BOOKS FOR TEACHERS, ADMINISTRATORS, AND POLICYMAKERS IN HIGHER EDUCATION

What Inclusive Instructors Do

Principles and Practices for Excellence in College Teaching

Paperback
April 2021
9781642671933
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  • Publisher
    Stylus Publishing, LLC
  • ISBN 9781642671933
  • Language English
  • Pages 264 pp.
  • Size 6" x 9"
  • Images 1 illus
$29.95
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as well as through the following wholesalers: The Yankee Book Peddler subsidiary of Baker & Taylor, Inc.

April 2021
9781642671940
More details
  • Publisher
    Stylus Publishing, LLC
  • ISBN 9781642671940
  • Language English
  • Pages 264 pp.
  • Size 6" x 9"
  • Images 1 illus
$125.00
Hardback
April 2021
9781642671926
More details
  • Publisher
    Stylus Publishing, LLC
  • ISBN 9781642671926
  • Language English
  • Pages 264 pp.
  • Size 6" x 9"
  • Images 1 illus
$125.00
E-Book (ePub)
April 2021
9781642671957
More details
  • Publisher
    Stylus Publishing, LLC
  • ISBN 9781642671957
  • Language English
  • Pages 264 pp.
  • Size 6" x 9"
  • Images 1 illus
$29.95

Inclusive instruction is teaching that recognizes and affirms a student's social identity as an important influence on teaching and learning processes, and that works to create an environment in which students are able to learn from the course, their peers, and the teacher while still being their authentic selves. It works to disrupt traditional notions of who succeeds in the classroom and the systemic inequities inherent in traditional educational practices.—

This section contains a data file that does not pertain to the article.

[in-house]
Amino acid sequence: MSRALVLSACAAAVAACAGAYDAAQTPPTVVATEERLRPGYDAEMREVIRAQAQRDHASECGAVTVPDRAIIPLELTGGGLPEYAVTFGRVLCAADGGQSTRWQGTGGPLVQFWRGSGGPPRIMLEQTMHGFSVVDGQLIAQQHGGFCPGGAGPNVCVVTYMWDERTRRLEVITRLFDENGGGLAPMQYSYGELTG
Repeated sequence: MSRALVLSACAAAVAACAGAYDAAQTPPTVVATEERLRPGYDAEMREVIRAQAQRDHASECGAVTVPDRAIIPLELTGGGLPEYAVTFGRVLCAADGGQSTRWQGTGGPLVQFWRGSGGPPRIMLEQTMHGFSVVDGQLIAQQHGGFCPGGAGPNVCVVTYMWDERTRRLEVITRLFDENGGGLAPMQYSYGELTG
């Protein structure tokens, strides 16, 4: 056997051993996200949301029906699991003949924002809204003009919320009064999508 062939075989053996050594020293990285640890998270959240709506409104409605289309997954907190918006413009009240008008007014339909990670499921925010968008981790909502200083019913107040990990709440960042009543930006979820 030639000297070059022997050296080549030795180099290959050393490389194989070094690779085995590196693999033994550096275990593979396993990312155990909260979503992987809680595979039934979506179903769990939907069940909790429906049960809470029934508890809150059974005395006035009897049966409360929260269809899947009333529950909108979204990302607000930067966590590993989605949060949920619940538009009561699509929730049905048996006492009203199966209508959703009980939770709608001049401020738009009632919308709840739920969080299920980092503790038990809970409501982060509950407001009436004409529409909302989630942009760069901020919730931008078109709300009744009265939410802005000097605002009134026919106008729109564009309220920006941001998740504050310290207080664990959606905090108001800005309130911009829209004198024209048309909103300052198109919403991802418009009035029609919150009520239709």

Full-time Academic Professional, Doctorate-granting University, Education

This book uniquely offers the distilled wisdom of scores of instructors across ranks, disciplines and institution types, whose contributions are organized into a thematic framework that progressively introduces the reader to the key dispositions, principles and practices for creating the inclusive classroom environments (in person and online) that will help their students succeed.

The authors asked the hundreds of instructors whom they surveyed as part of a national study to define what inclusive teaching meant to them and what inclusive teaching approaches they implemented in their courses.

The instructors’ voices ring loudly as the authors draw on their responses, building on their experiences and expertise to frame the conversation about what inclusive teachers do. The authors in addition describe their own insights and practices, integrating and discussing current literature relevant to inclusive teaching to ensure a research-supported approach.